Iodine Reserves

Although seawater is the world’s largest iodine reserve, with around 34.5 million tons, no economical direct extraction is feasible because of the extremely low concentrations of this element (less than 0.05 ppm).

The main reserves of iodine in brines or caliche ore are in Japan, Chile, USA, Turkmenistan, Azerbaijan and Indonesia. Iodine is also obtained as a by-product in the processing of sodium alginate, mainly in China. Not more than 2% of total iodine consumption is derived from this source. Due to the renewable nature of this raw material, total reserves are not possible to calculate.

Japan’s iodine is found in brines associated with gas wells. Deposits are located in five different zones: Chiba, Niigata, Sadowara, Okinawa and Oshamambe. Actually, only the first three zones are producing, with Chiba, by itself, responsible for 80% of Japan’s total production.

Iodine from Chile is produced from Caliche Ore, mined in the Atacama Desert of northern Chile and west of the Andes Mountains. The Atacama Desert is known as the driest of the world’s deserts, where measurable rainfalls (1 mm or more) may be as infrequent as once every 5 to 29 years. The caliche deposits occupy an area averaging 700 km in a north-south direction by 30 km in an east-west direction.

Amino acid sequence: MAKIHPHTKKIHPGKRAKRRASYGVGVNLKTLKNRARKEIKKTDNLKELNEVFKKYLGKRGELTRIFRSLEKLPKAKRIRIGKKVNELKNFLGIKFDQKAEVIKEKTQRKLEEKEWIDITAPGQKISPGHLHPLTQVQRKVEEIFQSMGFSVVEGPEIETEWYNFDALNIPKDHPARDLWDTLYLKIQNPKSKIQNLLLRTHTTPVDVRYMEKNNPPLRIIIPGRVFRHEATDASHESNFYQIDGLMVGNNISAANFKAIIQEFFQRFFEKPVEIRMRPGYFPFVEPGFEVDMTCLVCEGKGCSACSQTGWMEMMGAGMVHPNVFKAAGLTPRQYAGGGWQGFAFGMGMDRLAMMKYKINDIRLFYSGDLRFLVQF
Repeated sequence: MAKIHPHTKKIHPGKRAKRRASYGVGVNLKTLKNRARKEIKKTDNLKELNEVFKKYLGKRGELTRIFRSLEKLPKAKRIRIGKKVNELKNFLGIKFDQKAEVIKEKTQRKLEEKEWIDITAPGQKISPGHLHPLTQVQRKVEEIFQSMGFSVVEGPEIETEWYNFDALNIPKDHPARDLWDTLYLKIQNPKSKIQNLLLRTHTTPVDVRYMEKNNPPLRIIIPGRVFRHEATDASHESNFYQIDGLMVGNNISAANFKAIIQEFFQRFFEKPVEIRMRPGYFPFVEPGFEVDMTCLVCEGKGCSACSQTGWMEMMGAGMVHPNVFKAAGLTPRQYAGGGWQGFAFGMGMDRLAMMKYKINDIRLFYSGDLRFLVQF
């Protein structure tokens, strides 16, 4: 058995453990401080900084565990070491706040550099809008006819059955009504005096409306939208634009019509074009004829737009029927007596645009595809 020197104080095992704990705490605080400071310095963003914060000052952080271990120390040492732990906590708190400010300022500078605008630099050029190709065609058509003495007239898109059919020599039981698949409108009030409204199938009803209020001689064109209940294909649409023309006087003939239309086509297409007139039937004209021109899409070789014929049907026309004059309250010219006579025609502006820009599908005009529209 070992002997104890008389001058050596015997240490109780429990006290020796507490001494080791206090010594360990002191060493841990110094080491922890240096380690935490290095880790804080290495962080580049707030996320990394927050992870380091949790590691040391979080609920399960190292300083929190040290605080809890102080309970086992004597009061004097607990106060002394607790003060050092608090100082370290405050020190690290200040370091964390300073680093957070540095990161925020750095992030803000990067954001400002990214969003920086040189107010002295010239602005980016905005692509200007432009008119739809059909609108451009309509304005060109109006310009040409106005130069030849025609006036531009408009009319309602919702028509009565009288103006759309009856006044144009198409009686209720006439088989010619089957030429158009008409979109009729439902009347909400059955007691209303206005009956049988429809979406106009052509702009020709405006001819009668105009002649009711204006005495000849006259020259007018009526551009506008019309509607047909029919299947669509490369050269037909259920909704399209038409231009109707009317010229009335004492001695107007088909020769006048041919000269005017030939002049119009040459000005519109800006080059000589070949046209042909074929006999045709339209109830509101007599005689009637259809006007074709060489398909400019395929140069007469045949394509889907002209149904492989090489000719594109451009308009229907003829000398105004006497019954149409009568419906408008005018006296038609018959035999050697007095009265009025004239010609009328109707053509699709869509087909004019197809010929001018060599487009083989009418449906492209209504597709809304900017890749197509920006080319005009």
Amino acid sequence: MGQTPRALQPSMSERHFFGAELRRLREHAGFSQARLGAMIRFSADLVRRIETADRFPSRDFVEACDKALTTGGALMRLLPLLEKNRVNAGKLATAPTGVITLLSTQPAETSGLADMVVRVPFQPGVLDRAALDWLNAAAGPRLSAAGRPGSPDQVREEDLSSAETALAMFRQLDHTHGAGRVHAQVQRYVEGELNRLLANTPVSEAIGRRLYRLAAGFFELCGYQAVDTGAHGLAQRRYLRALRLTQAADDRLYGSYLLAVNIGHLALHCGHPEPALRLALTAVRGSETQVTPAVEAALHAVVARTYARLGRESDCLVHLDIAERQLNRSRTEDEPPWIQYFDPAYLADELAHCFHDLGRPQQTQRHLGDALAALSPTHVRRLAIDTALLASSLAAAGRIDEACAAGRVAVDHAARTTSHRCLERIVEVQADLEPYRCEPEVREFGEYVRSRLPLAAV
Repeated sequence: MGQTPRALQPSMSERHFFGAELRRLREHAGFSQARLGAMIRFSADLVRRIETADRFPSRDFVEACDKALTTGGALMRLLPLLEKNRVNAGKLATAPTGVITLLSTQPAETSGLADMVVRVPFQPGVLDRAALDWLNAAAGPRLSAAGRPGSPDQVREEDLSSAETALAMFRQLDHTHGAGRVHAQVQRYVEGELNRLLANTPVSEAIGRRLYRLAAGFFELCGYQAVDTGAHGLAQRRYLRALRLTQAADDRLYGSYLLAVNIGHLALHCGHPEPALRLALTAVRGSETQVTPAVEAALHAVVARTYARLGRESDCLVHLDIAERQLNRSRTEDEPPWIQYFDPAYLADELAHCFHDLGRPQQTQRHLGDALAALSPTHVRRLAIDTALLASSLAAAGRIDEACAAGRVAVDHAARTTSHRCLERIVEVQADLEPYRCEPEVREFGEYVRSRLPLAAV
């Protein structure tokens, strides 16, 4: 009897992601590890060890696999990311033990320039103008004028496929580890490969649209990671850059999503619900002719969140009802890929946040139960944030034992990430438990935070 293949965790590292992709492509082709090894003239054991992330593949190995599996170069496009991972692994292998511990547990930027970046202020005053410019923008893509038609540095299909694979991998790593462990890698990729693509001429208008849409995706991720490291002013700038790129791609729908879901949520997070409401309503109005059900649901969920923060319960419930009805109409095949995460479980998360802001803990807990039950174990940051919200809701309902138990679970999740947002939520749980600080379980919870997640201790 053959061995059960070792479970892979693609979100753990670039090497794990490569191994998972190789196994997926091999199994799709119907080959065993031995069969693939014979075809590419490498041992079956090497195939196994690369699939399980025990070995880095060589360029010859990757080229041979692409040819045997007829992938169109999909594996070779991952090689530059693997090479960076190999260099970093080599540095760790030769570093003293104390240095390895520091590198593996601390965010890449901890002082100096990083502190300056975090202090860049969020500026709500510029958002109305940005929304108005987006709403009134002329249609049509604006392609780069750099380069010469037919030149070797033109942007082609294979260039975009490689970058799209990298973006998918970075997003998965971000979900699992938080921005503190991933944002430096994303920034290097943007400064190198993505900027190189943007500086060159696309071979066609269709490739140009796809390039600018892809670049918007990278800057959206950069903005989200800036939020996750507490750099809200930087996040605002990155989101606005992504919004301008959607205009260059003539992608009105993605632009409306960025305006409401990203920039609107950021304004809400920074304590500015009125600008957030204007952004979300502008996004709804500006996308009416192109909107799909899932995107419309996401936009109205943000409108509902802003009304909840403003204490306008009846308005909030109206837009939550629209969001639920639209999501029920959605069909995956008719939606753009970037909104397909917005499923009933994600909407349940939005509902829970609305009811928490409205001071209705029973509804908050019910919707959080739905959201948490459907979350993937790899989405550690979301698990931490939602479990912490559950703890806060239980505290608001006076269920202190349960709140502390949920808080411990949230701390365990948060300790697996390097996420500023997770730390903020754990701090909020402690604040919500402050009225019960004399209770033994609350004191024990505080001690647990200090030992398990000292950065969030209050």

All current commercial production of iodine in the US comes from deep well brines in northern Oklahoma (mostly from the area known as the Woodward Trench). Historically, commercial iodine production did occur in other states (California, Louisiana and Michigan), but all of those sites have been abandoned for economic and/or environmental reasons.

Iodine production in the Community of Independent States is concentrated in two areas: Turkmenistan (Cheleken, Nebit Dag), and Azerbaijan (Neftchala). In the past iodine was also derived in Russia (Krasnodar), associated with oil extraction, but these operations seem to be closed nowadays. Production in Azerbaijan and Turkmenistan is not associated with oil extraction, their wells were specifically drilled for brine to produce iodine. Iran and Uzbekistan have also been reported to produce iodine from brines but information on current activities is hard to find.

Iodine exploitation in Indonesia comes from brine typically not associated with gas or oil. Deposits are located in Mojokerto, East Java. Production is limited and mainly consumed domestically.


Table: estimated iodine reserves per region

Sources: 2016 USGS Mineral Commodity Summary.

Origin Region Reserves x1000 ton
Underground brines Japan 5000
USA 250
Indonesia 100
Azerbaijan, Russia
Caliche Ore Chile 1800
Seaweed China 4
Total estimated reserves 7514